What’s the latest on AI regulations in New York?

What’s the latest on AI regulations in New York?

Last updated on May 3rd, 2024

In the absence of Federal legislation governing AI, states are taking it upon themselves to try to get ahead of, or at least keep up with, its development and use. New York is among the forerunners, with legislation already adopted for state agencies and more being explored in relation to labor laws, penal law, the regulation of specific industries, and more.

Overall, legislation seems to be trying to balance unlocking AI potential for the public good while protecting the public from its downsides. Municipalities and their employees should stay abreast of what’s here and what’s coming to ensure compliance and make informed decisions about local AI applications and use.

AI Policy for NYS Agencies

In January, New York State’s Information Technology AI Policy took effect. While encouraging state agencies to adopt AI tools, it also sets guidance for doing so responsibly. While the policy does not cover authorities, boards, and other NYS Government organizations (i.e., the MTA and NYSERDA), these groups are encouraged to follow the policy or use it as guidance.

The policy is broad and should be reviewed in full to understand its full scope. In general, agencies are allowed to adopt their own policies if they are not less restrictive than the state’s policy. State agencies must appoint supervisors to oversee AI systems, which are not allowed to make decisions impacting the public without final approval by a human. State agencies should also have policies for processing personally identifiable, confidential, or sensitive information. They are also advised to consult counsel to ensure intellectual property protections aren’t undermined when inputting data.

The policy also includes best practices for addressing unacceptable uses of generative tools to deceive people, creating content without confirming data, and using AI chatbots without identifying them as such.

Proposed Updates to NY Penal Code

On the criminal law front, Governor Hochul proposed legislation in February as part of the FY 2025 budget to set “important guardrails” to protect against untrustworthy and fraudulent uses of AI. This would classify using AI for the unauthorized use of a person’s voice as a misdemeanor; allow for private action to combat digitally manipulated, false images; disclosure on digitized political communications published within 60 days of an election; and clarify current law regarding unlawful distribution of intimate or sexually explicit images.

Proposed NY Labor Law

NY Bill S07623 was proposed on February 28. If enacted, it would be unlawful to use an automated employment decision tool (AEDT) to screen applicants for jobs in NY, unless the AEDT underwent a disparate impact analysis in the past year, and the employer published a summary of the analysis on its website and provided the NY DOL with an annual summary. If enacted, it will take effect immediately. (This aligns with NYC’s Local Law 144 which took effect last July, setting rules for employer use of AEDTs for screening, hiring, and assessing employees for advancement.)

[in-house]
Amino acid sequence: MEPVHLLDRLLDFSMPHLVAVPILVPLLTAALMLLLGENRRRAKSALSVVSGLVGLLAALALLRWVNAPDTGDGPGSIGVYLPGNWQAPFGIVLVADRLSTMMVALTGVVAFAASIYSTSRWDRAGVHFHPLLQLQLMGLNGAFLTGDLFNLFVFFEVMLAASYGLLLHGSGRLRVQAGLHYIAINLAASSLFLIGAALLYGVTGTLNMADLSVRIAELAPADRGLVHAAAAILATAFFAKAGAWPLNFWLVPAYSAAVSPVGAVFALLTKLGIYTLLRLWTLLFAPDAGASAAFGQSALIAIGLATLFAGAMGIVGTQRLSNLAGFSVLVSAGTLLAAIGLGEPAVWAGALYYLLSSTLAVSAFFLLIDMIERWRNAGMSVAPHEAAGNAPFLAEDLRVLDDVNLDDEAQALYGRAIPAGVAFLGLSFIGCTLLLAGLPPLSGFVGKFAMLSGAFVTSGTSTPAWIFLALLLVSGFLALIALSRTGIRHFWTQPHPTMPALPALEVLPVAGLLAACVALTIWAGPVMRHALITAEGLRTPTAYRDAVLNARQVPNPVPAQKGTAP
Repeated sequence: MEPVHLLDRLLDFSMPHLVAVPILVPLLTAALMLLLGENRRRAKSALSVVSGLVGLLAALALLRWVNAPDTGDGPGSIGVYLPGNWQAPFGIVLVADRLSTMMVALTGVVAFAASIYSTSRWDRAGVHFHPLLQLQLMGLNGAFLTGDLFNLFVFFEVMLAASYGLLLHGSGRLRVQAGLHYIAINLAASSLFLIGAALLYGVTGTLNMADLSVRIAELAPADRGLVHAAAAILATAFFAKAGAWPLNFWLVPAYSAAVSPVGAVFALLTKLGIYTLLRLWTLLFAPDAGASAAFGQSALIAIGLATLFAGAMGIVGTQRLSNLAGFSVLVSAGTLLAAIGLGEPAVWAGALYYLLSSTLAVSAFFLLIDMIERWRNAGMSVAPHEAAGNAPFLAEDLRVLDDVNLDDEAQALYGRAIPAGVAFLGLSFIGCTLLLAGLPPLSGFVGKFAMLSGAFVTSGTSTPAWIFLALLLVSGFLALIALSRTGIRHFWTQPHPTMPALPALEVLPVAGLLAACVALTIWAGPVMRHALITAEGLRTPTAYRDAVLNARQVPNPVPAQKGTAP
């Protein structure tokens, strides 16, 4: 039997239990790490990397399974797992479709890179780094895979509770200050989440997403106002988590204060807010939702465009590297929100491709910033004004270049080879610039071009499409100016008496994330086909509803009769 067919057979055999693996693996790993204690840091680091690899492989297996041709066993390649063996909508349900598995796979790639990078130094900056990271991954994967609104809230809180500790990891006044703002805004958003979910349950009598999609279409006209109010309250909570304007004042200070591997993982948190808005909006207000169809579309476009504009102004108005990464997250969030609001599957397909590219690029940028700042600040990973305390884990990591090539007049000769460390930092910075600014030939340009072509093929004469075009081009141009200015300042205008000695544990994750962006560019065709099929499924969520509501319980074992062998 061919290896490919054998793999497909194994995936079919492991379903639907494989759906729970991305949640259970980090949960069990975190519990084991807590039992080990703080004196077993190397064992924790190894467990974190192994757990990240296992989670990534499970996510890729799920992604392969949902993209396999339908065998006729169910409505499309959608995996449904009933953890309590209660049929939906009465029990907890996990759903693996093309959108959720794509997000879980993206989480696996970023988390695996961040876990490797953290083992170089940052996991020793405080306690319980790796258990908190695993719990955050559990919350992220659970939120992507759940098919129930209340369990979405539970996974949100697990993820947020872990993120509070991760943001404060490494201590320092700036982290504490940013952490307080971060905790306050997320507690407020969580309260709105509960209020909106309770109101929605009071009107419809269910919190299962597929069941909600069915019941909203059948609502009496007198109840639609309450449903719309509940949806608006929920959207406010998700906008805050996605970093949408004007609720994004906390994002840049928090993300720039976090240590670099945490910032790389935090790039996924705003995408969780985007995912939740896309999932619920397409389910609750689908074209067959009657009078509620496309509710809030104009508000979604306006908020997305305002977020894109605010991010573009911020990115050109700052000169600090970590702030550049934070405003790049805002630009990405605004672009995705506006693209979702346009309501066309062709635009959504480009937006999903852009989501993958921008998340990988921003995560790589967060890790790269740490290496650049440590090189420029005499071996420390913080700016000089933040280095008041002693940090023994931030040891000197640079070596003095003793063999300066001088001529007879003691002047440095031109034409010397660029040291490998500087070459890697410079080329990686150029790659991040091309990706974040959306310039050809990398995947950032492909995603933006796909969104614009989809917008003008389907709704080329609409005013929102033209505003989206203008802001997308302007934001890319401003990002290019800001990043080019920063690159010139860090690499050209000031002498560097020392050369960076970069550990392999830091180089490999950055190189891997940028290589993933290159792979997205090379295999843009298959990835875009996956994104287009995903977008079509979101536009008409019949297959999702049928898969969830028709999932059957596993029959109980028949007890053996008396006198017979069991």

Private Sector Impacts

As for legislation covering the private sector, while a proposed state task force focusing on this was vetoed in 2023, proposed legislation and guidelines for different industries have been issued and/or are in the pipeline.

For example, the NYS Department of Financial Services issued a proposed circular letter on January 17 regarding the use of external consumer data and information sources(ECDIS), as well as AI systems (AIS), for insurance underwriting and pricing. It includes rules and principles to address “risks of inaccurate, arbitrary, capricious, or unfairly discriminatory outcomes that may disproportionately affect vulnerable communities and individuals or otherwise undermine the insurance marketplace in New York.” Comments on the letter were accepted until mid-March, so there may be more to come.

The insurance industry isn’t alone. For example, bills SB 7922 and AB 8098 target book publishers, requiring disclosure when books are produced with AI. When it comes to newspapers, magazines, and other publications printed or electronically published, SB 7847 would require the identification of any parts made with AI.

For all businesses, there’s AB 8179, which would impose a “Robot Tax” on businesses that displace workers with AI.  There’s also the Advanced Artificial Intelligence Licensing Act which would require the registration and licensing of advanced AI systems considered high-risk

No doubt, more is coming – a lot more. As you work with counsel to understand the impact of new laws and those in the pipeline, while making sure your employees are also up-to-speed, if your organization needs any accounting, audit, tax, or advisory services, you can continue to count on RBT CPAs to do the job professionally, ethically, on-time and within budget. Give us a call to learn more.

RBT CPAs is proud to say 100% of its work is prepared in America. Our company does not offshore work, so you always know who is handling your confidential financial data.


Please note: RBT CPAs is not a law firm and the information herein should not be construed as legal advice. As always, to ensure your policies comply with global, national, state, and local laws, it is in your best interest to seek legal counsel.